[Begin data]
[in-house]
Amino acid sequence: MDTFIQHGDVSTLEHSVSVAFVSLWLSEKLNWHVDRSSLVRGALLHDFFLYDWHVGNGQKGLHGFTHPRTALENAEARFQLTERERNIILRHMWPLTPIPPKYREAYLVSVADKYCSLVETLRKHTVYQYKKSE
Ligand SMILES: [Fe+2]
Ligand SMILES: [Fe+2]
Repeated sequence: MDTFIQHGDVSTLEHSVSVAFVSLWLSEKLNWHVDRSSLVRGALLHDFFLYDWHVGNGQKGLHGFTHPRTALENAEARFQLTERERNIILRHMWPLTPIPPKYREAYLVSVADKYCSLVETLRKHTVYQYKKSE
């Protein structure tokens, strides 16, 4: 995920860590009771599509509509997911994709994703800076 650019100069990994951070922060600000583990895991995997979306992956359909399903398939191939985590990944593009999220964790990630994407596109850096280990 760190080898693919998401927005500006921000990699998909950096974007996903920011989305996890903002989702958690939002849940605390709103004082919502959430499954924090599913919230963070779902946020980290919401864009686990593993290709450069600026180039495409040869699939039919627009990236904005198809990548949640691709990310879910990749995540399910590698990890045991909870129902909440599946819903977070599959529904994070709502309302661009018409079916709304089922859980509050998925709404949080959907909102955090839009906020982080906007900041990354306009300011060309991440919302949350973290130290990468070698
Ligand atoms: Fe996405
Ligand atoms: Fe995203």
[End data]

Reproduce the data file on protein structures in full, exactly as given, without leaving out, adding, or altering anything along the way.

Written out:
[in-house]
Amino acid sequence: MDTFIQHGDVSTLEHSVSVAFVSLWLSEKLNWHVDRSSLVRGALLHDFFLYDWHVGNGQKGLHGFTHPRTALENAEARFQLTERERNIILRHMWPLTPIPPKYREAYLVSVADKYCSLVETLRKHTVYQYKKSE
Ligand SMILES: [Fe+2]
Ligand SMILES: [Fe+2]
Repeated sequence: MDTFIQHGDVSTLEHSVSVAFVSLWLSEKLNWHVDRSSLVRGALLHDFFLYDWHVGNGQKGLHGFTHPRTALENAEARFQLTERERNIILRHMWPLTPIPPKYREAYLVSVADKYCSLVETLRKHTVYQYKKSE
């Protein structure tokens, strides 16, 4: 995920860590009771599509509509997911994709994703800076 650019100069990994951070922060600000583990895991995997979306992956359909399903398939191939985590990944593009999220964790990630994407596109850096280990 760190080898693919998401927005500006921000990699998909950096974007996903920011989305996890903002989702958690939002849940605390709103004082919502959430499954924090599913919230963070779902946020980290919401864009686990593993290709450069600026180039495409040869699939039919627009990236904005198809990548949640691709990310879910990749995540399910590698990890045991909870129902909440599946819903977070599959529904994070709502309302661009018409079916709304089922859980509050998925709404949080959907909102955090839009906020982080906007900041990354306009300011060309991440919302949350973290130290990468070698
Ligand atoms: Fe996405
Ligand atoms: Fe995203």